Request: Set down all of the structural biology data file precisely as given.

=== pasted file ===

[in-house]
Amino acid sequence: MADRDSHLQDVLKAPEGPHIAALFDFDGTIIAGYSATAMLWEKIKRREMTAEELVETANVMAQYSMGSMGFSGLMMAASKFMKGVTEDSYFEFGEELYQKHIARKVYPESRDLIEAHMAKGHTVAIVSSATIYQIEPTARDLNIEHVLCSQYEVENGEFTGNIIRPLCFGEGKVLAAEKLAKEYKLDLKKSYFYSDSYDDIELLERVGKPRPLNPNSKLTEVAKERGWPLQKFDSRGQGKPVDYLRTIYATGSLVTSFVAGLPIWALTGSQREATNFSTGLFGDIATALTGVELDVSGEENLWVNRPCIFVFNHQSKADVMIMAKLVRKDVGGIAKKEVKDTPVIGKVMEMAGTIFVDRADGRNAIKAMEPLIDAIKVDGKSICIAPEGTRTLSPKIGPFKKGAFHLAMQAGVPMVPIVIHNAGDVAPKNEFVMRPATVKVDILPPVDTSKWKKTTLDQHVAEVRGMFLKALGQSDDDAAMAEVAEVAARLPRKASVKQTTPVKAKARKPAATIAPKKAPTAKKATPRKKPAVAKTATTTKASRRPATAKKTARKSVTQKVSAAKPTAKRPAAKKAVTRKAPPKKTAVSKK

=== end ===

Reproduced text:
[in-house]
Amino acid sequence: MADRDSHLQDVLKAPEGPHIAALFDFDGTIIAGYSATAMLWEKIKRREMTAEELVETANVMAQYSMGSMGFSGLMMAASKFMKGVTEDSYFEFGEELYQKHIARKVYPESRDLIEAHMAKGHTVAIVSSATIYQIEPTARDLNIEHVLCSQYEVENGEFTGNIIRPLCFGEGKVLAAEKLAKEYKLDLKKSYFYSDSYDDIELLERVGKPRPLNPNSKLTEVAKERGWPLQKFDSRGQGKPVDYLRTIYATGSLVTSFVAGLPIWALTGSQREATNFSTGLFGDIATALTGVELDVSGEENLWVNRPCIFVFNHQSKADVMIMAKLVRKDVGGIAKKEVKDTPVIGKVMEMAGTIFVDRADGRNAIKAMEPLIDAIKVDGKSICIAPEGTRTLSPKIGPFKKGAFHLAMQAGVPMVPIVIHNAGDVAPKNEFVMRPATVKVDILPPVDTSKWKKTTLDQHVAEVRGMFLKALGQSDDDAAMAEVAEVAARLPRKASVKQTTPVKAKARKPAATIAPKKAPTAKKATPRKKPAVAKTATTTKASRRPATAKKTARKSVTQKVSAAKPTAKRPAAKKAVTRKAPPKKTAVSKK